Home Businesses and Taxes

Did you kinda-sorta earn some extra money with a hobby and are thinking about starting your own small business?  Women are starting businesses at a fast pace, and many of them are home-based, running their businesses out of their home. It’s a great way to get started because it decreases the start-up and overhead costs.  A home business can also be a great tax deduction if you know the current tax laws regarding a home business.

 Home businesses need a dedicated location in the house.  It could be a desk in the den or dining room.  Some people set up in their garage for more space.  To keep the business separate from the rest of the household, you’ll want to find a space that can be used for business purposes only. There are lots of great ideas out there for turning a small space into an efficient work area.

In the past, it was easier to claim a home office deduction.  As long as the business was conducted in the home, business owners could claim a portion of their utility bills, mortgage payments, and other expenses.  Now, the rules are more defined and a business owner who works from home has more work to do to comply with the law.

 The last thing you want is for the tax man to cometh in the form of an audit from the IRS.  For anything and everything purchased for the business, file receipts and records of all business transactions.  In case your number does come up, you’ll be ready to prove what you have claimed.

 The most important rule to know is who can and cannot claim a home business on their taxes.  For the home business office, the area of the office has to be the primary location of the business.  This comes into play when people use offsite facilities for storage or some business activities.  The majority of the work has to be conducted in the home office.

 That is not all.  A home business office is required to be used exclusively for business.  Setting up a computer on the table in your living room is not going to cut it as a home business office if you move the computer every night so the family can eat dinner.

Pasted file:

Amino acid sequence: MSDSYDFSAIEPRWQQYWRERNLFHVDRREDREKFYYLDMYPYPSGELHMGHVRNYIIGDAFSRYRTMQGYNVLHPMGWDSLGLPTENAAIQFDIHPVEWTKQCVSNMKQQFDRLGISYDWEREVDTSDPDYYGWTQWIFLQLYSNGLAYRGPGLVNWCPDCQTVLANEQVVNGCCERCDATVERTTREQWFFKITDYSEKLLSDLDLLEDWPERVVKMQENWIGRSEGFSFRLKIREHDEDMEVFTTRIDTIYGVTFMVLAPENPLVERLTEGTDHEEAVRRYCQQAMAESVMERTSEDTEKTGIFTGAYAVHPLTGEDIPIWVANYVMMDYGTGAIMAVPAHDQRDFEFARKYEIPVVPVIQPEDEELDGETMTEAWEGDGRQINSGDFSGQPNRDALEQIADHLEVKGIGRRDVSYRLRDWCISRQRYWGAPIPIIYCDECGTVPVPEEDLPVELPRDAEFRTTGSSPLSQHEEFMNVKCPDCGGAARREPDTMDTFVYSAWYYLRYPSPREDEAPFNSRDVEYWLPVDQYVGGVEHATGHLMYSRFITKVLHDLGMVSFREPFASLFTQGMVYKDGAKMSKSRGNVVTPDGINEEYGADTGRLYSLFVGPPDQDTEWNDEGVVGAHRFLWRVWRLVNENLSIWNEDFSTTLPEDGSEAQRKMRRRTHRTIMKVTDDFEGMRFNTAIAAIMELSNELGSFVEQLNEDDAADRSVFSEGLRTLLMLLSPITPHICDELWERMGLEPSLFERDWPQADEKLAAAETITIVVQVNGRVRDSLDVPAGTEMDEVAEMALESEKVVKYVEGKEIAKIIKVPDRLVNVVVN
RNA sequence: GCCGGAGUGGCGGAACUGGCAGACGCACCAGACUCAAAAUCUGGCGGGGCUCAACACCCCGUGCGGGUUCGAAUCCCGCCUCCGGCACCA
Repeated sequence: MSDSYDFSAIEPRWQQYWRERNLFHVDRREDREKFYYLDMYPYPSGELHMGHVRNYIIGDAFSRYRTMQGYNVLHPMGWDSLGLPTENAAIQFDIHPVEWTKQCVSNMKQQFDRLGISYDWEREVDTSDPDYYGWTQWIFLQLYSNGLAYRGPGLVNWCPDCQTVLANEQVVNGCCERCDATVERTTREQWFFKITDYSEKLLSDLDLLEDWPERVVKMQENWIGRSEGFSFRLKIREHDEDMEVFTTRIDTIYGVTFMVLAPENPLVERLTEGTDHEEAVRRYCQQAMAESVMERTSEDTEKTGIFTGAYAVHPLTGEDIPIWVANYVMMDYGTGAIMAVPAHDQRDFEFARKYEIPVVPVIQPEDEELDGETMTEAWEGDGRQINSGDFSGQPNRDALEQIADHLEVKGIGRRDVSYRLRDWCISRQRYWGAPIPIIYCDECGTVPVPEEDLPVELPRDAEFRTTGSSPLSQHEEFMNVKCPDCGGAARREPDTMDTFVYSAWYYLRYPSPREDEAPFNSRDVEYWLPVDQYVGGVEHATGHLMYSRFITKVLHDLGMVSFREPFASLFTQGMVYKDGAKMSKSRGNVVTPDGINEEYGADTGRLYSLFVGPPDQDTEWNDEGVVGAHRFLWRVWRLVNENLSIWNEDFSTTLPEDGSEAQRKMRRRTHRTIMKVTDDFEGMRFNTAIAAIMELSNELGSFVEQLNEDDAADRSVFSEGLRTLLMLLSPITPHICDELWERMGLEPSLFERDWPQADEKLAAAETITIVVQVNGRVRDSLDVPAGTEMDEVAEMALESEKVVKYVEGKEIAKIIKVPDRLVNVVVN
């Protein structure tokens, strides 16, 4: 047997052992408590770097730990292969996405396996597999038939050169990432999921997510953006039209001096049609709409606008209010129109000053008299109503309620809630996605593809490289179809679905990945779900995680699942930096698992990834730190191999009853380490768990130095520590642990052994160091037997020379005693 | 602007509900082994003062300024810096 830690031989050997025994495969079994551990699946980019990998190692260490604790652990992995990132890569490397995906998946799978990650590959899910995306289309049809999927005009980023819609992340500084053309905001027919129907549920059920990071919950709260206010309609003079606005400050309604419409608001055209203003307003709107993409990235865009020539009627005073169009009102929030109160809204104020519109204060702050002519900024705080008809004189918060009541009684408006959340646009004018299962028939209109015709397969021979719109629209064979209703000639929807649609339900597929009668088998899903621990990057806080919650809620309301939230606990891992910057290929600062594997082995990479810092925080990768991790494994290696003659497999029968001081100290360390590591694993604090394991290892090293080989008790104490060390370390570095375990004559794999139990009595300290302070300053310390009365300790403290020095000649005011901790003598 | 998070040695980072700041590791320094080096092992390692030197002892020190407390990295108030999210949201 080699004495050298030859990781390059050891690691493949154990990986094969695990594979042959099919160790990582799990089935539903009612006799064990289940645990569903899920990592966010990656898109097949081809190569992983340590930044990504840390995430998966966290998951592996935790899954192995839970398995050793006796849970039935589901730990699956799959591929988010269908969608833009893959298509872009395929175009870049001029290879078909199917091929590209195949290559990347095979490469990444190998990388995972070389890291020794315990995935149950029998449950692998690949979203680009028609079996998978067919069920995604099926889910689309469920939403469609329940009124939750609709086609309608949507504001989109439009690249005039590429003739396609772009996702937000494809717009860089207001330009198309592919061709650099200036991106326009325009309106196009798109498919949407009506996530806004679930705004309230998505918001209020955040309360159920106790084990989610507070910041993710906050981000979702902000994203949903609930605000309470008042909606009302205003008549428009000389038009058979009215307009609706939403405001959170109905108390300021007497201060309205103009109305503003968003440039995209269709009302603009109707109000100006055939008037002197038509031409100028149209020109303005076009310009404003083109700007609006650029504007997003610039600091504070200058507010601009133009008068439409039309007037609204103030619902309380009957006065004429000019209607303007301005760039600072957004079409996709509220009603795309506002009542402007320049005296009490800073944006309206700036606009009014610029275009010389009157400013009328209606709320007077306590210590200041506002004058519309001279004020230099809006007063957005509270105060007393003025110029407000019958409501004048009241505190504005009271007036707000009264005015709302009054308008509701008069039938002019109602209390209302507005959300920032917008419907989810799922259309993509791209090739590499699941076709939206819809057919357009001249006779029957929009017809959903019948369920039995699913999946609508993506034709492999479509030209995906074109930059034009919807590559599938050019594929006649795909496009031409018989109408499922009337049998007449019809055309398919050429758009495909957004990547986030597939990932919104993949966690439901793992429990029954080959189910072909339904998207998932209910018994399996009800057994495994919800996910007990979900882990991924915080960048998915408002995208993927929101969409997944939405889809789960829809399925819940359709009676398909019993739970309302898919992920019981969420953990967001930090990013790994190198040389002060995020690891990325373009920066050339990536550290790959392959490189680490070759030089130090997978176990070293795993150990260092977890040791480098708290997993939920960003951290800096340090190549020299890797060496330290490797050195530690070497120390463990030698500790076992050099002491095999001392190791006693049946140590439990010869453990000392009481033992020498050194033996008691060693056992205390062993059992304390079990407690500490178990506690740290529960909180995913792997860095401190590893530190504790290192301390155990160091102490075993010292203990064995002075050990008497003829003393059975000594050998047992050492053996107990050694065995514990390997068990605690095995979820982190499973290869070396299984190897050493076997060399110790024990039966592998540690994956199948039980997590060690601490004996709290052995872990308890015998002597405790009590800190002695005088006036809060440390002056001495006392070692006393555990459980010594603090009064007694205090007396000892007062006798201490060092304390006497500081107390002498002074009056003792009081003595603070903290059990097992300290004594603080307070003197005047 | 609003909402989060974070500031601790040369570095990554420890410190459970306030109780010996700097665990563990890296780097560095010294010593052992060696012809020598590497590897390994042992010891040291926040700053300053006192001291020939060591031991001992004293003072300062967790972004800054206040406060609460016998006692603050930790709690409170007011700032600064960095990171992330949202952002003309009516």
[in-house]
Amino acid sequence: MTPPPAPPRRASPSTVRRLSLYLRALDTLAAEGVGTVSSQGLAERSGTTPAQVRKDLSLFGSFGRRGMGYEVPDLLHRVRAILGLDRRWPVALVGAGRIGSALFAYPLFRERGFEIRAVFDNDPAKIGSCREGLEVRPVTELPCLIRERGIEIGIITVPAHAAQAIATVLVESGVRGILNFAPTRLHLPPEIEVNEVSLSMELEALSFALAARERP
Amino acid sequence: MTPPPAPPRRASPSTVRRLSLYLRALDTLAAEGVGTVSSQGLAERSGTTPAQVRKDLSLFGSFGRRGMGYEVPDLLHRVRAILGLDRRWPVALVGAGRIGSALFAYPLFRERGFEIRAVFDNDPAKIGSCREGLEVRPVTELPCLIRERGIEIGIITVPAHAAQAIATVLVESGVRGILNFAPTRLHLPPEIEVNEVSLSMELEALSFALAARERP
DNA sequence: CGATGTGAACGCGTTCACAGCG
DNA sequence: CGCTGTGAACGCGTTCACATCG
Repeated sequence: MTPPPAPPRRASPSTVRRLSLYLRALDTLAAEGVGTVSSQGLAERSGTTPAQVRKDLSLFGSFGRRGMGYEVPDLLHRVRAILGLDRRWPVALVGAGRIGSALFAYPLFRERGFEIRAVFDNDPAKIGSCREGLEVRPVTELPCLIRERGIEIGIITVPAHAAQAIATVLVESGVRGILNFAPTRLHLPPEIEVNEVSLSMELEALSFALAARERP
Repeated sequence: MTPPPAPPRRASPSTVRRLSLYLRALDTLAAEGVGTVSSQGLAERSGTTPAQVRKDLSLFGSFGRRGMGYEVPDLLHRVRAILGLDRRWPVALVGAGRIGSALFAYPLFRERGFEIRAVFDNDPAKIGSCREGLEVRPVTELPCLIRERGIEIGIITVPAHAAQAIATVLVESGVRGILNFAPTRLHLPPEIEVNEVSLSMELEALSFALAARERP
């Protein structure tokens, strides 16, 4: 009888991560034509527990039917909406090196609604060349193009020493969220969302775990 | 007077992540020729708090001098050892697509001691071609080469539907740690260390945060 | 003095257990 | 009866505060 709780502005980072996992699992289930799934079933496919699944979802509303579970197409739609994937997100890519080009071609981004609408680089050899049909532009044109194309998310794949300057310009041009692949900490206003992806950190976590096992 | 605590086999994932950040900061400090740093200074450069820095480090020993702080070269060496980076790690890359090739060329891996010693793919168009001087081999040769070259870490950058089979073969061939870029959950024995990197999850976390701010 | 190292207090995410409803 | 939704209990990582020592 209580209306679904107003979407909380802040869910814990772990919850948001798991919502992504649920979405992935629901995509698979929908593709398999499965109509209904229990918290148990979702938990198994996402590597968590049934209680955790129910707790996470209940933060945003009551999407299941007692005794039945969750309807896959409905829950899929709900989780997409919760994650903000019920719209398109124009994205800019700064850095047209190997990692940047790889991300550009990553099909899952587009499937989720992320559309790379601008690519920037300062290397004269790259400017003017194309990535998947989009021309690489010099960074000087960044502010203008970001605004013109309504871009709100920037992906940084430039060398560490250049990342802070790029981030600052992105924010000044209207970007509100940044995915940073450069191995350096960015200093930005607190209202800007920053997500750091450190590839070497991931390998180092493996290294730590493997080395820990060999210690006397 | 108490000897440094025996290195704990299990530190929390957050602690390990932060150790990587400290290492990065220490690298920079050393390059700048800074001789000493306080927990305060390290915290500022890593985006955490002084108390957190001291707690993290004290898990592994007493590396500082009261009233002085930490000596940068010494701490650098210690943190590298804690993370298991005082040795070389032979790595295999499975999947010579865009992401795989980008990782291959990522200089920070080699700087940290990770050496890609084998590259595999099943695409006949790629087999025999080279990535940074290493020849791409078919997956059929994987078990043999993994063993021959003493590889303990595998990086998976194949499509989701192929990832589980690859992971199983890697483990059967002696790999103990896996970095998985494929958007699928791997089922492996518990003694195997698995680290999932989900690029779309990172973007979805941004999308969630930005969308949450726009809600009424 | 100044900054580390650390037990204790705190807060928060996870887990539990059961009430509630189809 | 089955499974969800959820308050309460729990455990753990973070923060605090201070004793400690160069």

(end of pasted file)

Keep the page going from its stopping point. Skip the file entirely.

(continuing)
If the business meets these requirements, the home business owner is also entitled to deduct a portion of the household bills that are equal to the amount of space and time used by the business.  Add up the entire bill for each utility for the year and then deduct the qualifying percentage. This involves actually measuring the square feet that you are using for your office, and finding what percentage that is of your home’s total square footage.  

 Home businesses can claim other expenses.  Buying office supplies, inventory, and other necessities for the business can be itemized on the IRS business forms.  The entire business can be claimed as a loss if the expenses outweigh the income coming in.  The goal of business is to make money so hopefully the loss won’t last too many years.  

Once the business makes a profit it will be subject to paying quarterly taxes.  If you pay these taxes and the business claims a loss at the end of the year, those funds can be recouped.  Check with the IRS website  for more information

Best, Karen 

About Karen

Karen Karsten, CPCC, CAC, has had several business careers, in government, finance, retail and publishing. Each career was a building block that helped her create the life she has now as a coach, writer and executive director of Rich Chicks and Creative Principle of Think You Can LLC.

Her companies, Think You Can (www.thinkyoucan.net) and Rich Chicks (www.richchicks.org) both explore the magic of prosperity and creating clarity about life values. Karen has total faith in the magic of belief. Notice how that works either way: belief of magic, magic of belief. Magic is there—in you, too. Take a moment right now and honor the magic in you.

Comments

  1. As a recently published author, I’m going to hope to make a profit soon or I will just be considered a hobbyist and there will be no tax advantages. Thanks for the post.

  2. It’s a pleasure to finally meet the executive director of Rich Chicks!! I’m a close friend of Michele and she speaks quite highly of your organization. I’m in EC and wish I lived closer so I could be more involved. Thanks for the tips on taxes. I am blessed enough to have a private room in my home to use as an office and for workshops. One thing I would like to get is a smart phone for my business. Right now I use a land line and have a trac phone and have heard that cell phones are not deductible for business. Have you heard anything on this topic?

    • Thanks for reading my post, Julie. I think I did meet you briefly a while ago. Look forward to meeting you some time soon. K3

    • The IRS has a GREAT handout on the writeoffs available for work. Obama invested a TON of resources into the IRS website and here is the PLUS they are super user friendly. They have a guidebook to download as well.
      IRS.gov
      Many business owners use a cell phone as a primary line and that IS a write off. The quandry is when personal and business are mixed, and how to write off the mix of those two. Tax people always have a view point. If you forward calls from a hard phone to a cellphone it IS a write off as well.
      A guide is this- tools that allow you to do business are a write off.
      They may just be less that ALL when it is mixed use so avoid mixed use.

  3. Great post. This is a topic on many of our minds this time of year and any tips are much appreciated!

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